On Monday, Durban’s Moses Mabhida stadium saw wind, rain and another workmen-like victory by the Dutch steamroller. Pity they are still playing soccer as boring as it gets. The match ended The Netherlands 2, Slovakia 1.
Yes, the Dutch qualified for the quarter finals of the World Cup without breaking much sweat and, yes, their squad is injury-free and not overly bothered by suspensions. But, at the same time, they are playing the type of soccer that makes their opposing teams want to fall asleep and the audience has to practice the Mexican wave in order to avoid numbness.
Playing like they’ve played this year, the Dutch have a good chance of going far down the line. But in their quest for the prize, they will sacrifice the soul of the soccer. It wasn’t always like this: the Johan Cruyff-led generation of 1974 played the most beautiful game in the world, they even invented the concept of “total football” to explain what Ajax Amsterdam and the Dutch national teams were doing to their opponents. They eventually lost in the 1974 finals against the Germany, but who cares? They stayed in the hearts and minds of every true believer all over the world.
The 1988 generation, the one with Gullit, Van Basten and Rijkaard, finally won the European title but still never won much at the World scene, and yet everyone remembers the magic. Gullit’s gazelle-like pace and van Basten’s goals were objects of art and beauty.
Compared to those god-like examples of the Dutch school of soccer beauty, today’s generation looks more like a multinational corporation, whose only goal is to deliver a couple more percentage points to their shareholders. The beauty is gone, replaced by the deity of a new type: results. The orange drones play the game with minds and super-computers, but they play it without hearts. The resistance against them may be futile, but this soccer heart will not be assimilated.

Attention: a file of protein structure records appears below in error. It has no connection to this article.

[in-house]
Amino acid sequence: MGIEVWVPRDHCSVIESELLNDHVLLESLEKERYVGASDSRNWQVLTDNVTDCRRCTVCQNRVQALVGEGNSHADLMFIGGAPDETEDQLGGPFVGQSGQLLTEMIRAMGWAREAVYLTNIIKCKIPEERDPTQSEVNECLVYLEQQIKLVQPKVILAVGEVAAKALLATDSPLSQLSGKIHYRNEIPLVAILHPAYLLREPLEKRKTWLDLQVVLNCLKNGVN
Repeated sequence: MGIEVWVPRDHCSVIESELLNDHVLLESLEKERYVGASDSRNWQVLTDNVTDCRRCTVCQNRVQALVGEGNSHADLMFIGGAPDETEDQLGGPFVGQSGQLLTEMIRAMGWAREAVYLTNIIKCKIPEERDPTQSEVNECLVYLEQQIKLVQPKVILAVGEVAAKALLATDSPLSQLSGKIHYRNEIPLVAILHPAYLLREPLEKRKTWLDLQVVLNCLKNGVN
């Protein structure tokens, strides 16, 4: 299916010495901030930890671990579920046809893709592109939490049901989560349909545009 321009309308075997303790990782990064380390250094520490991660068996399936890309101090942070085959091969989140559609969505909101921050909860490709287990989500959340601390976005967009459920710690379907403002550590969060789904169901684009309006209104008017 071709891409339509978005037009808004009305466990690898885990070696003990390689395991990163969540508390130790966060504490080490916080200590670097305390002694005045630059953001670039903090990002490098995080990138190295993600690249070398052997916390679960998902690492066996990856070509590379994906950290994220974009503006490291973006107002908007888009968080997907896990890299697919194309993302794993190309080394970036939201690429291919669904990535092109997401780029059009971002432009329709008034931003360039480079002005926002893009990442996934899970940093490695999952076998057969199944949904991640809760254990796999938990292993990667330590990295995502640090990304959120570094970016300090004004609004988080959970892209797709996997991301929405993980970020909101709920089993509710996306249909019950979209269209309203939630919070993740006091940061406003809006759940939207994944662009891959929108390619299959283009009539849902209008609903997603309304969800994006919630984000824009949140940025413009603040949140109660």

Here are the reporter’s notes.
The Netherlands: Stekelenburg, Van Der Wiel, Heitinga, Mathijsen, Van Bronckhorst, Van Bommel, De Jong, Sneijder, Kuyt, Van Persie, Robben
Slovakia: Mucha, Pekarik, Skrtel, Zabavnik, Weiss, Stoch, Durica, Hamsik, Kucka, Vittek, Jendrisek
Man of the match
For the first couple of minutes, the mood is exploratory, with no side in a rush to attack madly. Slovakia look composed, while the Dutch are their usual, serious workers.
Photo: Netherlands’ Arjen Robben (2nd R) shoots to score against Slovakia during their 2010 World Cup second round soccer match at Moses Mabhida stadium in Durban June 28, 2010. REUTERS/Michael Kooren
Now we’ll see what Slovakia are made of.
You have probably wondered why there are no comments in-between Robben’s goal and his yellow card. Well, it is simple: NOTHING happened. Just the Dutch playing their mind-numbing positional game.
Are the Dutch losing their grip on this tightly-controlled, mostly eventless game? The Slovakians are fighting for their lives and they are finally finding holes in the Dutch defence.
The end. The Netherlands has won against Slovakia 2-1.
By Branko Brkic
Photo: Netherlands’ Wesley Sneijder (C) celebrates with team mates after scoring against Slovakia during their 2010 World Cup second round soccer match against Slovakia at Moses Mabhida stadium in Durban June 28, 2010. REUTERS/Michael Kooren
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